"Nonsense. Whenever I got really cold, I'd just run the heater, and so could..." I stopped right there. A car's heater will only blow cold air, unless the engine itself is warm. And you can't warm up an engine that won't start, no matter how good your battery is.
Eve stared at me with a grim smile that told me she was reading my mind.
"Okay, here's your choice, doll." I pointed toward the restaurant. "You can -- that is, we can -- go back inside and ask for help, which would probably mean that someone else will give you the hand-out you wouldn't accept from me..." I regretted the use of the term "hand-out" the instant I said it, by the way.
"Or, you can sleep in my car, with me." Her eyebrows rose slightly at the implication of "sleep with me." I laughed. "Oh come on, now, Eve, you know what I meant! Besides, Corvettes themselves may be chick magnets, but there's no way in hell to get laid in one of them!" She laughed and nodded. "We'd both have to sleep sitting up, actually. But it's better than nothing."
Eve nodded again. "Okay, okay. Just give me a couple of minutes, and I'll be over there soon."
That was weird, I thought, but I just nodded and went over to start Julie's 'vette, figuring that Eve and I should start the night off with a warm car. There was already a thick layer of snow on the car when I got inside.
I couldn't start the heater for a couple of minutes anyway, so I lit another cigarette. I almost had time to smoke the whole damned thing before Eve finally came over and got in. I'd already rolled up my window, after extinguishing the Winston in the snow on the windshield, and started the heater.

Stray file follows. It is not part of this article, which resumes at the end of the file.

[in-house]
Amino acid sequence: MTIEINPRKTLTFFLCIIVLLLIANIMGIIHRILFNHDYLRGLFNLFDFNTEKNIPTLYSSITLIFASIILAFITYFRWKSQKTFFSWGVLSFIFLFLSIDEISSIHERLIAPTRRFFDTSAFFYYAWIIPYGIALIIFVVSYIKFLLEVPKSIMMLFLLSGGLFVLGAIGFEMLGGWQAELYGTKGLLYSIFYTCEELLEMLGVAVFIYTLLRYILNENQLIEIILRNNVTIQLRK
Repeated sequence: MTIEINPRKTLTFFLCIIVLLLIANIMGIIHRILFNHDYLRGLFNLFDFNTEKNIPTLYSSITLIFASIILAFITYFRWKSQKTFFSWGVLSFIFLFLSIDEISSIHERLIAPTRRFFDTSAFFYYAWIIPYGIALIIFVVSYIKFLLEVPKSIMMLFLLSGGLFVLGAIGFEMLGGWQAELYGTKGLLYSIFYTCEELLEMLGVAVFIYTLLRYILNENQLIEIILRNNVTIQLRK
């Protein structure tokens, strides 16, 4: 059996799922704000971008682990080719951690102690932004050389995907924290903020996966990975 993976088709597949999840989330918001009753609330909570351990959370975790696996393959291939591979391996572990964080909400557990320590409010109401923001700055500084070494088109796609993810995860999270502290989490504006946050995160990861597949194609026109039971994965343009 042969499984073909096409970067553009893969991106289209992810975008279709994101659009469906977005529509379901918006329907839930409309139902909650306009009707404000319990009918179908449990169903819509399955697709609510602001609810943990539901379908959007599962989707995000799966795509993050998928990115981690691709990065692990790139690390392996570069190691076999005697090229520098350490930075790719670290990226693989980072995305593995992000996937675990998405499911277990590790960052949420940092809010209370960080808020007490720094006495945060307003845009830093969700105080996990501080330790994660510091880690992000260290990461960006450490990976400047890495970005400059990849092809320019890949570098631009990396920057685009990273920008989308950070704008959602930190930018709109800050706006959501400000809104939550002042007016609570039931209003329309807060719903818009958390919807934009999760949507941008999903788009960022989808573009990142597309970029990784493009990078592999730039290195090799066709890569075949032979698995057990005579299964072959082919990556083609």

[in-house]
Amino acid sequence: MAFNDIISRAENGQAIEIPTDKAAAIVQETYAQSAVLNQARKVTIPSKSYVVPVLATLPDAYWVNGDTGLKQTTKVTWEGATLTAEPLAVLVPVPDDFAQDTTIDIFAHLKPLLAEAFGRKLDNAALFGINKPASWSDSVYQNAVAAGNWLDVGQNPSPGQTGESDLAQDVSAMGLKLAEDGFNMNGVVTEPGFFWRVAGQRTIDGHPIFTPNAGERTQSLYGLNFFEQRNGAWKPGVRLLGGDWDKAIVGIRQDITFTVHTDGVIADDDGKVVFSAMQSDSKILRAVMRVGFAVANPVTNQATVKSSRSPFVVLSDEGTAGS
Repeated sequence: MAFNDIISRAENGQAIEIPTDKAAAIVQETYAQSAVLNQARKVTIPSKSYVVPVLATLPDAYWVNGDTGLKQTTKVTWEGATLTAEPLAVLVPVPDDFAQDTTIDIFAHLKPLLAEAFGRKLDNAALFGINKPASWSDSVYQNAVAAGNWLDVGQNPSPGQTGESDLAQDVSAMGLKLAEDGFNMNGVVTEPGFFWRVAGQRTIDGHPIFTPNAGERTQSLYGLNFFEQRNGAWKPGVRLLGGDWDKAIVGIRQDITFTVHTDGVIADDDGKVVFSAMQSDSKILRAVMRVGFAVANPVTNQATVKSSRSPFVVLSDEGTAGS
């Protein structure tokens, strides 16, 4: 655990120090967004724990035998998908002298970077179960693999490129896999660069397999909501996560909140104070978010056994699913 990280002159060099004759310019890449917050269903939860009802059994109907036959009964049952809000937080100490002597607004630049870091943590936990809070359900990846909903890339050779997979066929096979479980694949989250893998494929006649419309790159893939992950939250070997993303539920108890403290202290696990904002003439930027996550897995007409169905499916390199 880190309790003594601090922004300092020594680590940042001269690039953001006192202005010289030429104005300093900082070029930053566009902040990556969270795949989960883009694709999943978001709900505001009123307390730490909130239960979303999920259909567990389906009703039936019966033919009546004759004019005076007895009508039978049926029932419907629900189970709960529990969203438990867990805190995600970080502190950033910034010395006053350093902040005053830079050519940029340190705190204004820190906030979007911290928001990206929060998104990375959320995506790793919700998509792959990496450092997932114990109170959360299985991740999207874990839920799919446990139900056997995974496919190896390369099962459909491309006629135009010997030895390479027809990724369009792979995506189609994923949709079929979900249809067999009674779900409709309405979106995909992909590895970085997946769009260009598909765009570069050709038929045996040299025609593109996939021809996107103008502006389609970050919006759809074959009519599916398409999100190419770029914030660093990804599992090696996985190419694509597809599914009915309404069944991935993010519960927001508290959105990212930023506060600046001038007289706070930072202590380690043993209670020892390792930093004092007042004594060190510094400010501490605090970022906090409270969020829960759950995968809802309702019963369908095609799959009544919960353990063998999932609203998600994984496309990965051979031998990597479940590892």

I frowned at her. "What on earth took you so long?" She didn't answer. "Did you want to fix your make-up, so you'd look pretty for me?" Eve's eyes narrowed. "Lighten up, doll, it was just a joke."
"What is it with this 'doll' bit? Who do you think you are, Bogart?"
I put the soggy cigarette clincher in my mouth, and in a passable (but not great) Bogart impression, said, "Whatever you shay, shweetheart!"
She rolled her eyes.
"Is my Bogart that bad?" I asked, smiling.
"Well, it's not terrible, but... Maybe the mustache hurts the look. You resemble William Powell more than Bogart."
Hm. I was liking this Eve more by the minute. She was beautiful, quick-witted, and evidently familiar with classic movies. She also used my "comparison with a celebrity" short-cut for descriptions! And she apparently knew more about cars than I did. I liked a lot of her qualities, I realized... except for one, of course.
The big one. The "married" one.
We were both quiet for a while. Then, she broke the silence. "Well, if you must know," she began, as if I'd been nagging her, "I had to take my bra off!" I blinked. "I can't sleep with my bra on. I never could. Too darned uncomfortable."
"But you can sleep wearing everything else that you have on right now?" By that, I meant the frilly blouse, the brown jacket, and her winter coat.
"I don't know whether to believe that you took off your bra or not," I teased. "Prove it."
This time, finally, she knew I was only kidding. "Yeah, sure, like I'm going to flash my boobs at you? Dream on, Woody!"
I smiled at her and said, "Speaking of dreaming, you should get some sleep, doll."
"What about you?" she asked, with a touch of suspicion in her voice.
"I'm waiting until this damned car warms up, so I can shut off the engine, and the heater. Why, do you think I'm gonna wait until you fall asleep so I can sneak a peek at your beautiful braless boobs?"
Half-seriously, she replied, "Well, stranger things have happened." I don't know what kind of look she saw on my face just then, but she shrugged and added, "Sorry." She took a pair of mittens out of her coat pockets and put them on. "How long does it take for this stupid car to warm up?"